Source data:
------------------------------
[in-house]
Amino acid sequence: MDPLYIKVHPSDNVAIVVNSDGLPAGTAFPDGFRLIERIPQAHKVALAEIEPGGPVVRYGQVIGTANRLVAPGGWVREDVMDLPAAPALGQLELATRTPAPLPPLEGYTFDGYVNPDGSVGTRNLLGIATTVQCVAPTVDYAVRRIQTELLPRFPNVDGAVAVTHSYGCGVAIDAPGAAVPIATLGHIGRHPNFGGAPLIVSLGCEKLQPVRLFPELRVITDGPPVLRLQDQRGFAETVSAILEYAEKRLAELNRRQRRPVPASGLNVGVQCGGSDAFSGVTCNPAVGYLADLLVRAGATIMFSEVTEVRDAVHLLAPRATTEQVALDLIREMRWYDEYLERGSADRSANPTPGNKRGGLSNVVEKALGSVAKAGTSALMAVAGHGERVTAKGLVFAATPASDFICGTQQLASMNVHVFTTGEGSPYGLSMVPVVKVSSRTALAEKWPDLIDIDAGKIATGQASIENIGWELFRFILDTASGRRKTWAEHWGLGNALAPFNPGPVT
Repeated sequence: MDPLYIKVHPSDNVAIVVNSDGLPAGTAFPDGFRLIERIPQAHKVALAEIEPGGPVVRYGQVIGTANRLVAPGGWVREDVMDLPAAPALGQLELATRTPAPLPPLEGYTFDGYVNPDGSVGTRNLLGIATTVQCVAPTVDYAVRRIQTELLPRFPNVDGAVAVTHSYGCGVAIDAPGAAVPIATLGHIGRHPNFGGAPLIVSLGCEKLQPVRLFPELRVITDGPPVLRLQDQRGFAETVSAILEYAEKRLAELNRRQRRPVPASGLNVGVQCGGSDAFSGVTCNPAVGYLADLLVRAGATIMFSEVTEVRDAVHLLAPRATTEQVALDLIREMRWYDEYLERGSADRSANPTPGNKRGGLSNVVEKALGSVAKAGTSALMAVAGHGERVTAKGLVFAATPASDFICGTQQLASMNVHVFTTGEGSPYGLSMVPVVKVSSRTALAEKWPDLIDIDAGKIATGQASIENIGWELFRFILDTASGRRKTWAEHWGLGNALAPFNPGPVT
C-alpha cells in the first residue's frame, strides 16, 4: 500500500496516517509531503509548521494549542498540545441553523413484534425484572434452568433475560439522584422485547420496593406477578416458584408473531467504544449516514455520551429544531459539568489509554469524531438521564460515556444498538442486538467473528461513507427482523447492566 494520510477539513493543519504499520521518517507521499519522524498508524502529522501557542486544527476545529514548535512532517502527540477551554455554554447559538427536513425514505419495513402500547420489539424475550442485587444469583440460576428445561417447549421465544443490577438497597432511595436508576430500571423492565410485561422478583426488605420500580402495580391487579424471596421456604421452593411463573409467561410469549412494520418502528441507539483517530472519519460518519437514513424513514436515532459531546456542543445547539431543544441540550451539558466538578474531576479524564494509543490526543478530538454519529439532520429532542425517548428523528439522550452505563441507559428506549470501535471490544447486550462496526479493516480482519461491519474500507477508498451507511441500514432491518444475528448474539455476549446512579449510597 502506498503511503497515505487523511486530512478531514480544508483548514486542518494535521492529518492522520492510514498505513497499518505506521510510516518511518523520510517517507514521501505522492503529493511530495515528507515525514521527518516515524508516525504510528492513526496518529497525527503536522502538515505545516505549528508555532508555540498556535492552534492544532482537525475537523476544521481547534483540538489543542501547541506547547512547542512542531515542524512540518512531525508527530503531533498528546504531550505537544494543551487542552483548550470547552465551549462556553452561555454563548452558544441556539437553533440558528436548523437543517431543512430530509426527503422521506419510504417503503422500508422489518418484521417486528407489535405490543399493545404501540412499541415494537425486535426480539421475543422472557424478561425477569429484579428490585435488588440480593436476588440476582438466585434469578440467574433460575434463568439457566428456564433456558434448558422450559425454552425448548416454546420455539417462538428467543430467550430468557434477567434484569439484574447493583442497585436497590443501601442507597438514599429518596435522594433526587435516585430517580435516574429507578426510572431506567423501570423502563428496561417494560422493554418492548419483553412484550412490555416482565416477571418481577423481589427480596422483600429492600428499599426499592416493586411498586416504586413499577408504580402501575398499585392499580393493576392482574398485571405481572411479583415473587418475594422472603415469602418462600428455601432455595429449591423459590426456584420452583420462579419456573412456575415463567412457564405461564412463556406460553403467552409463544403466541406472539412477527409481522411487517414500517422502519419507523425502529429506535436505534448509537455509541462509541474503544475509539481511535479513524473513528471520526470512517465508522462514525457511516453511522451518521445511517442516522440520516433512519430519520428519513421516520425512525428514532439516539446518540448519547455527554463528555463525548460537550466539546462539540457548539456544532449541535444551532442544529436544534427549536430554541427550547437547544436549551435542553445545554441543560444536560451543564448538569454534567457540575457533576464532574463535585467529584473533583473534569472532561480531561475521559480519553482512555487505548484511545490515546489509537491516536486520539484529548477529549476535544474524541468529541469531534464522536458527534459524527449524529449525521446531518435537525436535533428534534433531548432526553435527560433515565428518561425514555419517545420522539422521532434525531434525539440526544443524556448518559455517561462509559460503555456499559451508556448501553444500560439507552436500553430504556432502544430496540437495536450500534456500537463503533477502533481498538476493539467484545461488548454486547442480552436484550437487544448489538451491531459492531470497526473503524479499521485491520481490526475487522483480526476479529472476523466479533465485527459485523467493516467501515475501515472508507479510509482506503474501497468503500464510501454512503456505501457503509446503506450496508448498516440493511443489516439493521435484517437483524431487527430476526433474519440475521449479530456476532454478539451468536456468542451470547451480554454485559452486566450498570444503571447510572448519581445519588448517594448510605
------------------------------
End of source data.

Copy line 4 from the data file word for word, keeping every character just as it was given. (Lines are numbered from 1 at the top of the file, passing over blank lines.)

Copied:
C-alpha cells in the first residue's frame, strides 16, 4: 500500500496516517509531503509548521494549542498540545441553523413484534425484572434452568433475560439522584422485547420496593406477578416458584408473531467504544449516514455520551429544531459539568489509554469524531438521564460515556444498538442486538467473528461513507427482523447492566 494520510477539513493543519504499520521518517507521499519522524498508524502529522501557542486544527476545529514548535512532517502527540477551554455554554447559538427536513425514505419495513402500547420489539424475550442485587444469583440460576428445561417447549421465544443490577438497597432511595436508576430500571423492565410485561422478583426488605420500580402495580391487579424471596421456604421452593411463573409467561410469549412494520418502528441507539483517530472519519460518519437514513424513514436515532459531546456542543445547539431543544441540550451539558466538578474531576479524564494509543490526543478530538454519529439532520429532542425517548428523528439522550452505563441507559428506549470501535471490544447486550462496526479493516480482519461491519474500507477508498451507511441500514432491518444475528448474539455476549446512579449510597 502506498503511503497515505487523511486530512478531514480544508483548514486542518494535521492529518492522520492510514498505513497499518505506521510510516518511518523520510517517507514521501505522492503529493511530495515528507515525514521527518516515524508516525504510528492513526496518529497525527503536522502538515505545516505549528508555532508555540498556535492552534492544532482537525475537523476544521481547534483540538489543542501547541506547547512547542512542531515542524512540518512531525508527530503531533498528546504531550505537544494543551487542552483548550470547552465551549462556553452561555454563548452558544441556539437553533440558528436548523437543517431543512430530509426527503422521506419510504417503503422500508422489518418484521417486528407489535405490543399493545404501540412499541415494537425486535426480539421475543422472557424478561425477569429484579428490585435488588440480593436476588440476582438466585434469578440467574433460575434463568439457566428456564433456558434448558422450559425454552425448548416454546420455539417462538428467543430467550430468557434477567434484569439484574447493583442497585436497590443501601442507597438514599429518596435522594433526587435516585430517580435516574429507578426510572431506567423501570423502563428496561417494560422493554418492548419483553412484550412490555416482565416477571418481577423481589427480596422483600429492600428499599426499592416493586411498586416504586413499577408504580402501575398499585392499580393493576392482574398485571405481572411479583415473587418475594422472603415469602418462600428455601432455595429449591423459590426456584420452583420462579419456573412456575415463567412457564405461564412463556406460553403467552409463544403466541406472539412477527409481522411487517414500517422502519419507523425502529429506535436505534448509537455509541462509541474503544475509539481511535479513524473513528471520526470512517465508522462514525457511516453511522451518521445511517442516522440520516433512519430519520428519513421516520425512525428514532439516539446518540448519547455527554463528555463525548460537550466539546462539540457548539456544532449541535444551532442544529436544534427549536430554541427550547437547544436549551435542553445545554441543560444536560451543564448538569454534567457540575457533576464532574463535585467529584473533583473534569472532561480531561475521559480519553482512555487505548484511545490515546489509537491516536486520539484529548477529549476535544474524541468529541469531534464522536458527534459524527449524529449525521446531518435537525436535533428534534433531548432526553435527560433515565428518561425514555419517545420522539422521532434525531434525539440526544443524556448518559455517561462509559460503555456499559451508556448501553444500560439507552436500553430504556432502544430496540437495536450500534456500537463503533477502533481498538476493539467484545461488548454486547442480552436484550437487544448489538451491531459492531470497526473503524479499521485491520481490526475487522483480526476479529472476523466479533465485527459485523467493516467501515475501515472508507479510509482506503474501497468503500464510501454512503456505501457503509446503506450496508448498516440493511443489516439493521435484517437483524431487527430476526433474519440475521449479530456476532454478539451468536456468542451470547451480554454485559452486566450498570444503571447510572448519581445519588448517594448510605